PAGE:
Friday, October 7, 2011

The Brothers: Character Background on Khloe

You may be wondering, why have I waited to talk about the leading lady until now? The series is the Khloe Alwell Series after all. You'd think I'd want to talk about her first.

Khloe is a complicated girl even in the first few pages of The Brothers. I remember my first reader thought the narrator was a boy up until her name and physical attributes were described. This sounds at first, like it may be an insult. But in genre fiction, having your main character be "boy-like" is a backhanded compliment.

I picked the name Khloe because I wanted a name that had definite roots to mythology (it is a secondary name for the goddess Demeter), but I wanted her to blend into the human world. While the spelling and the name might not be the most commonplace, it is certainly believable. When we first meet her, we don't know what her family's history is, what her ethnicity is, or why her parents behave the way they do. She, like the reader, is completely in the dark. Her name and the fact that she is at the same starting point as the reader makes her accessible.  Her last name, Alwell [ALL-well] comes from the Anglo-Saxon meaning "holy spring" or "holy well."  I chose this to give her more of the mixed ethnicity that is common in the U.S. but also to represent her own mixed heritage (as far as any Seelie know) which is Arcana (Greek) and Dannan (Celtic).

Khloe [klo-EE] is mature for her age. She is independent, opinionated, and self-assured, even though she's not always as confident as her exterior may suggest. She is after all, still 15 at the beginning of the first book. She's a little above average height, and by everyone else's account, a beautiful woman - though she herself doesn't see it. Her life has not been the easiest up until this point, with her mother always away, and her biological father completely absent, she only has her academic stepfather on which to rely. Because she has moved around so much, she doesn't form attachments, not even to her stepfather, because caring would be too painful. The only person she has any real connection to is her mother, who disappears for six months each year.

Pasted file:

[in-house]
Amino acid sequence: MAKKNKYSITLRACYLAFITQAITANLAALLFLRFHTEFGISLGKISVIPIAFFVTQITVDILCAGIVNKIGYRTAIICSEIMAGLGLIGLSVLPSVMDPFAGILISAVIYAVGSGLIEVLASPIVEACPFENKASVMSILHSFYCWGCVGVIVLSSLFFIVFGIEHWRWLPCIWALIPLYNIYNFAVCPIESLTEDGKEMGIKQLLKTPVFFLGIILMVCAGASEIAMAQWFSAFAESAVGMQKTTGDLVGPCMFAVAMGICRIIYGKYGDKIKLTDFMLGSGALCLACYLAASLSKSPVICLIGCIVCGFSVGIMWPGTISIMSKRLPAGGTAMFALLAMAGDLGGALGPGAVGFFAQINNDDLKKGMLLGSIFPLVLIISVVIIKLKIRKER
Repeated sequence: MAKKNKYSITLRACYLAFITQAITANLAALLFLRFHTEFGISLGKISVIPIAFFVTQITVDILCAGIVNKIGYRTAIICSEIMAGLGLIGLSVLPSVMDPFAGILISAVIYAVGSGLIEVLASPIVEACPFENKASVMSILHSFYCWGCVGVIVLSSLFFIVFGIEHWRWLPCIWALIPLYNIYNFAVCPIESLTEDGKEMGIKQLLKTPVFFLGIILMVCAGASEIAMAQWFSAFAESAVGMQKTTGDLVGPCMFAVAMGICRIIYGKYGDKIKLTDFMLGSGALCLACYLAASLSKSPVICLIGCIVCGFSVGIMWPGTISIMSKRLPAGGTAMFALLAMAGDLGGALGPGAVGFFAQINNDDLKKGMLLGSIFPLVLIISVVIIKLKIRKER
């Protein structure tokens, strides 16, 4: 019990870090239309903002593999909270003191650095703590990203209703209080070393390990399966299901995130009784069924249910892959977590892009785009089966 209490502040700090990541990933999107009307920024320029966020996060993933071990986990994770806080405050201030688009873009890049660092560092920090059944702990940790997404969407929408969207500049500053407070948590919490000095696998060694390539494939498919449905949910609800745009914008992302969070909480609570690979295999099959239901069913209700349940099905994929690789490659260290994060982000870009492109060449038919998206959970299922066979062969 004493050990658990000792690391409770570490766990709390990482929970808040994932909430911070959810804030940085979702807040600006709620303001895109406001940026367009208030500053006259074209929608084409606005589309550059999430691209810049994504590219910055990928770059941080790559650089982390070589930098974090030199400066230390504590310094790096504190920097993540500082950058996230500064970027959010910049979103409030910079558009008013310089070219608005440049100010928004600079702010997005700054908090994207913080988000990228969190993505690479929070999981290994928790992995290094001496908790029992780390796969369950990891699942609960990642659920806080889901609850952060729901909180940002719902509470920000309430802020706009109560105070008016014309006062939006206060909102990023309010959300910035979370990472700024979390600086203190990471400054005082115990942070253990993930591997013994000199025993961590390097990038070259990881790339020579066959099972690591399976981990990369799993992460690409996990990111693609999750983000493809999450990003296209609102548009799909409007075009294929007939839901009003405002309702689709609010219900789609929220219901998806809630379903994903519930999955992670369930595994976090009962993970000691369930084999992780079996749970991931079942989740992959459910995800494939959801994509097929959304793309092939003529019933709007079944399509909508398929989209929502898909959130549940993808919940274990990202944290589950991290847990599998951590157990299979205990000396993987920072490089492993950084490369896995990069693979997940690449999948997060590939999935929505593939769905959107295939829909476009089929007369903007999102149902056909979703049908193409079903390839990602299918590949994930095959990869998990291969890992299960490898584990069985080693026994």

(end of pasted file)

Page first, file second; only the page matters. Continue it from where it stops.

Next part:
It is only when she meets the Grechs that things start changing for Khloe. She discovers more about her parents, the Otherworld, and herself. She begins to form attachments, though they are hesitant. Except of course, she supposedly forms the strongest of all, which is both terrifying and amazing all at once for our heroine.

Things will continue to morph and change for Khloe as the story progresses, and she has quite a lot waiting for her in Book 2, Lovers and Rivals.

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